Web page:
The next step is to continue to build teacher capability to address disparities in achievement. In particular leaders and teachers need to develop shared understandings about effective practices in literacy to lift achievement for boys.

Board assurance on legal requirements

Before the review, the board and principal of the school completed the ERO board assurance statement and self-audit checklists. In these documents they attested that they had taken all reasonable steps to meet their legislative obligations related to the following:

  • board administration
  • curriculum
  • management of health, safety and welfare
  • personnel management
  • asset management.

During the review, ERO checked the following items because they have a potentially high impact on student safety and wellbeing:

  • emotional safety of students (including prevention of bullying and sexual harassment)
  • physical safety of students
  • teacher registration and certification
  • processes for appointing staff
  • stand down, suspension, expulsion and exclusion of students
  • attendance
  • school policies in relation to meeting the requirements of the Vulnerable Children Act 2014. 

Going forward

How well placed is the school to accelerate the achievement of all children who need it?

Children are achieving well. The school demonstrates strong progress toward achieving equity in educational outcomes, supported by effective, sustainable processes and practices.

Agreed next steps are:

  • to continue to build teacher capability to address disparities in achievement
  • continue to develop an understanding of culturally responsive teaching practice.

ERO is likely to carry out the next review in three years.

Dr Lesley Patterson

Deputy Chief Review Officer Southern (Te Waipounamu)

8 September 2017

About the school 

Location

Southland

Ministry of Education profile number

1650

School type

Full Primary (Year 1-8)

School roll

53

Gender composition

Females: 29 Males: 24

Ethnic composition

Māori 14
Pākehā 32
Pacific 1
Other 6

Provision of Māori medium education

No

Review team on site

July 2017

Date of this report

8 September 2017

Most recent ERO reports

Education Review May 2014
Education Review June 2011

 

1 Context

What are the important features of this school that have an impact on student learning?

Drummond School is a small, rural school. Students learn in multilevel classes. The board has responded to the wishes of the community and funded an extra teacher so that class numbers remain low. The board also ensures that the school is well resourced with outdoor equipment, learning aids and skilled staffing.

Students benefit from caring, nurturing relationships with each other and their teachers. Their learning receives a high level of support from the whole community. Students come from a range of cultures and backgrounds. The recent change in the farming community to include dairying has led to the school managing the advantages diverse cultures bring and the challenge of families on the move.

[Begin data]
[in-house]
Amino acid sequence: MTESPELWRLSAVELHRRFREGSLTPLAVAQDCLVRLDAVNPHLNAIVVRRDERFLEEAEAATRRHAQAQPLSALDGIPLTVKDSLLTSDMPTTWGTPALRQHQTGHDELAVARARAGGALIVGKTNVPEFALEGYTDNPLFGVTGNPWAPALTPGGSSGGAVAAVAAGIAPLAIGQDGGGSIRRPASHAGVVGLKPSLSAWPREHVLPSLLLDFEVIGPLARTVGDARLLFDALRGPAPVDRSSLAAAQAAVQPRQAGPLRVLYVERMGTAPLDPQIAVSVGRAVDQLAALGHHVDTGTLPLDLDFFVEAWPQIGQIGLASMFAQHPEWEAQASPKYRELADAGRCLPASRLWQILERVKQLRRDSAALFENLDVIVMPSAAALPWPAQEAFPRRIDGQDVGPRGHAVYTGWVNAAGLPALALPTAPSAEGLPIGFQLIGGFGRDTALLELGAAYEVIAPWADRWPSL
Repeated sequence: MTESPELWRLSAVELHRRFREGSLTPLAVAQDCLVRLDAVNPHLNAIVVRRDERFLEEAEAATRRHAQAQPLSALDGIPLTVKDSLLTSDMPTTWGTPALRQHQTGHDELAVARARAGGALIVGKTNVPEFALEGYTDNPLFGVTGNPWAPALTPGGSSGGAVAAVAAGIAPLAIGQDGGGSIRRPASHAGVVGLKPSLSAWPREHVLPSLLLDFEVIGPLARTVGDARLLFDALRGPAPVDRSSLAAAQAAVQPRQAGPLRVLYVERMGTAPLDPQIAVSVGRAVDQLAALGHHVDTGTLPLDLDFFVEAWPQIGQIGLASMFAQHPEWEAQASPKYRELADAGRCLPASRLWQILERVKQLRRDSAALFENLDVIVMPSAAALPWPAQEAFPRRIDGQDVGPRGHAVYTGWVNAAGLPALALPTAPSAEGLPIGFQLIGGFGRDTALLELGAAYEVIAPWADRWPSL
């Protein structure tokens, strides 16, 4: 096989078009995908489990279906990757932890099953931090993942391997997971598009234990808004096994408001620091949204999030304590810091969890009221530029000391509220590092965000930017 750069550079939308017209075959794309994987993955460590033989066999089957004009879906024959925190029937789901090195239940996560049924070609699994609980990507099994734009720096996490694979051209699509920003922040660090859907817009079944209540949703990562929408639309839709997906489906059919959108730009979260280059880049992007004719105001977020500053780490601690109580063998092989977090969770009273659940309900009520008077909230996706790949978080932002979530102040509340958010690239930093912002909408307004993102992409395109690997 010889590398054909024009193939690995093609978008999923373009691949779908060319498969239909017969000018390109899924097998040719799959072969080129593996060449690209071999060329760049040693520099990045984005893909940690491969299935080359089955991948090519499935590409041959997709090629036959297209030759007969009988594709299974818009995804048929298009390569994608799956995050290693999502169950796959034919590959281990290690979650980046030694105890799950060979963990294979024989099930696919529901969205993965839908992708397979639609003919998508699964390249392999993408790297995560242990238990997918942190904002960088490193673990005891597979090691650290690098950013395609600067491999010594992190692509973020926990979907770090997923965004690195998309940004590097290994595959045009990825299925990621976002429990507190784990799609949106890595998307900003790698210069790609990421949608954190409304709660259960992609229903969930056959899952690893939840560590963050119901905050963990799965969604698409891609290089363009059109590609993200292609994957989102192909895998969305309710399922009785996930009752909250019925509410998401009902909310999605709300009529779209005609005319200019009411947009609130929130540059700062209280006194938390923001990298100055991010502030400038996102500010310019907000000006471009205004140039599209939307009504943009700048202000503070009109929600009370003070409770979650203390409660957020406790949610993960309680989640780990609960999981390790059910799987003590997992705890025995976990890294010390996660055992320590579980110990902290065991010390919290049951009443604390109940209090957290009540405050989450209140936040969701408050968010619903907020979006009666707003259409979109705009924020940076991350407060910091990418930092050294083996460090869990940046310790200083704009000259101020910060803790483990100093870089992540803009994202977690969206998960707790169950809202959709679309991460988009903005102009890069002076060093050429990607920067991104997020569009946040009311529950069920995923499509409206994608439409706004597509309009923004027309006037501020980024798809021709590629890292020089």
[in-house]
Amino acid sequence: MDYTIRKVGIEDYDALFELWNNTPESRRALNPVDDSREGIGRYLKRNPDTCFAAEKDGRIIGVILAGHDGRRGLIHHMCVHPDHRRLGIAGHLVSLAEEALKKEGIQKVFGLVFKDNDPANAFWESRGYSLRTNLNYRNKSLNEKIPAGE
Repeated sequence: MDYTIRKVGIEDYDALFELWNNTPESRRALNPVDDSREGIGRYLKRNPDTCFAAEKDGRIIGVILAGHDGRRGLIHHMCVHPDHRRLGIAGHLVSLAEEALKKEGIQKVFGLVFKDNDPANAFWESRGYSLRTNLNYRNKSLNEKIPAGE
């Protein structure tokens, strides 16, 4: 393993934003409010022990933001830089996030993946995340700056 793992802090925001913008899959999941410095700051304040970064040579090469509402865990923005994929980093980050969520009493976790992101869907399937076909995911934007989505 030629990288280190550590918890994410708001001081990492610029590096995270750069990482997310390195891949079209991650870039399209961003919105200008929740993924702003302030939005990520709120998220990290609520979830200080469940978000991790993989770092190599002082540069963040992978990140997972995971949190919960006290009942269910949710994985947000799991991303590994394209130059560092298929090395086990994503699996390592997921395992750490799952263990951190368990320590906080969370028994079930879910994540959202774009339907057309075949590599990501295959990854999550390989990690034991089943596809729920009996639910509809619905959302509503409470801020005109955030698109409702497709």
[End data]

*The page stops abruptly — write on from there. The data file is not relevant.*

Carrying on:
Parents’ and students’ ideas are regularly sought and considered carefully by the board and staff. This has helped all involved to have a shared understanding of the journey the school has been on and the direction it is taking.

The school has successfully addressed the recommendations from the June 2011 ERO report. Of particular note is the significant gain in student achievement in mathematics following a focus on this. Since the 2011 ERO review, there has been a complete change of teachers and some change of trustees.

2 Learning

How well does this school use achievement information to make positive changes to learners’ engagement, progress and achievement?

The board, principal, teachers and students use achievement information well to support student success and wellbeing. The principal, teachers and trustees are focused on students making accelerated progress, whether they have yet to reach the National Standards or be further extended. The school’s assessment data from 2013 shows that most students achieve very well in relation to the National Standards in reading, writing and mathematics. As a result of assessment information, writing was a major focus for 2013 and will continue to be so in 2014.

The board uses achievement information constructively to:

  • make strategic resourcing decisions
  • evaluate the effectiveness of interventions/support programmes.
  • The principal and teachers use achievement information effectively to:
  • identify students who need support or extension
  • decide on focus areas and set targets
  • identify teachers’ appraisal goals and professional development priorities to support focus areas and targets
  • identify and promote learning for all students as individuals
  • provide students with constructive feedback and inform the next learning and teaching steps
  • report to parents and the board.

Students use achievement information to:

  • make choices about their learning where appropriate
  • know how they are achieving in relation to the National Standards
  • self and peer assess and set useful learning goals.

3 Curriculum

How effectively does this school’s curriculum promote and support student learning?

Drummond School’s curriculum effectively promotes and supports student learning.